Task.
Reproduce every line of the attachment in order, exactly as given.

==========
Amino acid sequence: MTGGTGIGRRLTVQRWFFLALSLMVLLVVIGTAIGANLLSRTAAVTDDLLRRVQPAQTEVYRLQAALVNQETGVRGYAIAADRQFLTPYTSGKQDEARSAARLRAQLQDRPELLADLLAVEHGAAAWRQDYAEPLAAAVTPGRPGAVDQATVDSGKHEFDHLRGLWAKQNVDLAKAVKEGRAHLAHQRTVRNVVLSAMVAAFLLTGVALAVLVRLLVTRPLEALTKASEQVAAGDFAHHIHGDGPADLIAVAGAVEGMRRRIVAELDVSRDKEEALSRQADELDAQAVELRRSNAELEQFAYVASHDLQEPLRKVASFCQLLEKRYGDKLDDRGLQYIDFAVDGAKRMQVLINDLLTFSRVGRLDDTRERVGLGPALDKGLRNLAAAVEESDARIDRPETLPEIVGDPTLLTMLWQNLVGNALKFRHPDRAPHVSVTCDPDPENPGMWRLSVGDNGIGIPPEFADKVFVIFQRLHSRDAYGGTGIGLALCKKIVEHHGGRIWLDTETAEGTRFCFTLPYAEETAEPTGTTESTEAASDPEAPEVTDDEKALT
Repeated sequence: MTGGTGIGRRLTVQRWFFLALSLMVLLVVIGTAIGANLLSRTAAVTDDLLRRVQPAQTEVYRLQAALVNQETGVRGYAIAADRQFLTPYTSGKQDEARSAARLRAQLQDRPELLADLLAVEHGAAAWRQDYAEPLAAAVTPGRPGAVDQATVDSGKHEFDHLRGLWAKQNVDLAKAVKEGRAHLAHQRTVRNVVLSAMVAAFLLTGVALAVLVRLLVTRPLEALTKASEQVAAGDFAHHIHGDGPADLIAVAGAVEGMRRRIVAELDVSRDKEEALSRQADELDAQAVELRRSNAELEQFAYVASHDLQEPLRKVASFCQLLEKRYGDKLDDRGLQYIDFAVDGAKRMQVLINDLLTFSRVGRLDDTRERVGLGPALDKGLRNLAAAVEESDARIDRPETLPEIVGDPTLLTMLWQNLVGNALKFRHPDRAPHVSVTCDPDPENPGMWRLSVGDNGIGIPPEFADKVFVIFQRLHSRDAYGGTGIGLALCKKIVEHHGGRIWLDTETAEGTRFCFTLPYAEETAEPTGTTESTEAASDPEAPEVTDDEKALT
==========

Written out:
Amino acid sequence: MTGGTGIGRRLTVQRWFFLALSLMVLLVVIGTAIGANLLSRTAAVTDDLLRRVQPAQTEVYRLQAALVNQETGVRGYAIAADRQFLTPYTSGKQDEARSAARLRAQLQDRPELLADLLAVEHGAAAWRQDYAEPLAAAVTPGRPGAVDQATVDSGKHEFDHLRGLWAKQNVDLAKAVKEGRAHLAHQRTVRNVVLSAMVAAFLLTGVALAVLVRLLVTRPLEALTKASEQVAAGDFAHHIHGDGPADLIAVAGAVEGMRRRIVAELDVSRDKEEALSRQADELDAQAVELRRSNAELEQFAYVASHDLQEPLRKVASFCQLLEKRYGDKLDDRGLQYIDFAVDGAKRMQVLINDLLTFSRVGRLDDTRERVGLGPALDKGLRNLAAAVEESDARIDRPETLPEIVGDPTLLTMLWQNLVGNALKFRHPDRAPHVSVTCDPDPENPGMWRLSVGDNGIGIPPEFADKVFVIFQRLHSRDAYGGTGIGLALCKKIVEHHGGRIWLDTETAEGTRFCFTLPYAEETAEPTGTTESTEAASDPEAPEVTDDEKALT
Repeated sequence: MTGGTGIGRRLTVQRWFFLALSLMVLLVVIGTAIGANLLSRTAAVTDDLLRRVQPAQTEVYRLQAALVNQETGVRGYAIAADRQFLTPYTSGKQDEARSAARLRAQLQDRPELLADLLAVEHGAAAWRQDYAEPLAAAVTPGRPGAVDQATVDSGKHEFDHLRGLWAKQNVDLAKAVKEGRAHLAHQRTVRNVVLSAMVAAFLLTGVALAVLVRLLVTRPLEALTKASEQVAAGDFAHHIHGDGPADLIAVAGAVEGMRRRIVAELDVSRDKEEALSRQADELDAQAVELRRSNAELEQFAYVASHDLQEPLRKVASFCQLLEKRYGDKLDDRGLQYIDFAVDGAKRMQVLINDLLTFSRVGRLDDTRERVGLGPALDKGLRNLAAAVEESDARIDRPETLPEIVGDPTLLTMLWQNLVGNALKFRHPDRAPHVSVTCDPDPENPGMWRLSVGDNGIGIPPEFADKVFVIFQRLHSRDAYGGTGIGLALCKKIVEHHGGRIWLDTETAEGTRFCFTLPYAEETAEPTGTTESTEAASDPEAPEVTDDEKALT